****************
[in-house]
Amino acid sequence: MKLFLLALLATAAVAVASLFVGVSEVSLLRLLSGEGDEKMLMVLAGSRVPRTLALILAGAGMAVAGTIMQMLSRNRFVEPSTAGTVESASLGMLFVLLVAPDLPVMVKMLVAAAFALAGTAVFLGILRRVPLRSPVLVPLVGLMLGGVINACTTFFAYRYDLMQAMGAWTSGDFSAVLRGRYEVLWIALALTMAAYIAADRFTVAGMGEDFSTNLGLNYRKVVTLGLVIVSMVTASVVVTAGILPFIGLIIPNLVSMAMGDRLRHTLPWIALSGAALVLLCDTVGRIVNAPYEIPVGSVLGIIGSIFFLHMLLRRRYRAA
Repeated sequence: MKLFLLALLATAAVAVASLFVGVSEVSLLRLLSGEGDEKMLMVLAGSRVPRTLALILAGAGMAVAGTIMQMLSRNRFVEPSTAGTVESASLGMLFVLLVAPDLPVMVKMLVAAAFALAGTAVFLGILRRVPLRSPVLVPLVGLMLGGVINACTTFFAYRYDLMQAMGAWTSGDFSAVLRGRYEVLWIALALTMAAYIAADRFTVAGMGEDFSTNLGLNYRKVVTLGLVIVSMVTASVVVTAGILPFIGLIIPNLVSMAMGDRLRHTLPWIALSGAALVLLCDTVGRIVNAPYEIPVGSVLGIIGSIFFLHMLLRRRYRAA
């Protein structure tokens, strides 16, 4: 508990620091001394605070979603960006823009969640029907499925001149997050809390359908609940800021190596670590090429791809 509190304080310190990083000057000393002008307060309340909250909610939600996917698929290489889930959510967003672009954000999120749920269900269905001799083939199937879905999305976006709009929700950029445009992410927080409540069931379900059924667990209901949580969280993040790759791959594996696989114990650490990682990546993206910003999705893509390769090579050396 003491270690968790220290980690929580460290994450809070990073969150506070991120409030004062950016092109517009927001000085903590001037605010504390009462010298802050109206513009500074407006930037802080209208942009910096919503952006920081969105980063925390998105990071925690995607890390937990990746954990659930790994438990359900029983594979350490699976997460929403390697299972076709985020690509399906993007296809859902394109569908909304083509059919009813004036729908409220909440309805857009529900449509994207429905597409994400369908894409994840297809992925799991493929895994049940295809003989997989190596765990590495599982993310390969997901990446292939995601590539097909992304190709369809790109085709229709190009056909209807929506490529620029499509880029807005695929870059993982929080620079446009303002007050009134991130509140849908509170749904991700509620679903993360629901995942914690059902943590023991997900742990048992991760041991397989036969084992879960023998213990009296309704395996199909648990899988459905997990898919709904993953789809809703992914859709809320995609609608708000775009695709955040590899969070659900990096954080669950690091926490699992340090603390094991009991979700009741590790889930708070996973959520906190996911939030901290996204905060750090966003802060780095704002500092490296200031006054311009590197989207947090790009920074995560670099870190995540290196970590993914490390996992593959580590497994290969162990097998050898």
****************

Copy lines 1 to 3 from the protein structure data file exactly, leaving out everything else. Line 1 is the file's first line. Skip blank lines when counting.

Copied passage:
[in-house]
Amino acid sequence: MKLFLLALLATAAVAVASLFVGVSEVSLLRLLSGEGDEKMLMVLAGSRVPRTLALILAGAGMAVAGTIMQMLSRNRFVEPSTAGTVESASLGMLFVLLVAPDLPVMVKMLVAAAFALAGTAVFLGILRRVPLRSPVLVPLVGLMLGGVINACTTFFAYRYDLMQAMGAWTSGDFSAVLRGRYEVLWIALALTMAAYIAADRFTVAGMGEDFSTNLGLNYRKVVTLGLVIVSMVTASVVVTAGILPFIGLIIPNLVSMAMGDRLRHTLPWIALSGAALVLLCDTVGRIVNAPYEIPVGSVLGIIGSIFFLHMLLRRRYRAA
Repeated sequence: MKLFLLALLATAAVAVASLFVGVSEVSLLRLLSGEGDEKMLMVLAGSRVPRTLALILAGAGMAVAGTIMQMLSRNRFVEPSTAGTVESASLGMLFVLLVAPDLPVMVKMLVAAAFALAGTAVFLGILRRVPLRSPVLVPLVGLMLGGVINACTTFFAYRYDLMQAMGAWTSGDFSAVLRGRYEVLWIALALTMAAYIAADRFTVAGMGEDFSTNLGLNYRKVVTLGLVIVSMVTASVVVTAGILPFIGLIIPNLVSMAMGDRLRHTLPWIALSGAALVLLCDTVGRIVNAPYEIPVGSVLGIIGSIFFLHMLLRRRYRAA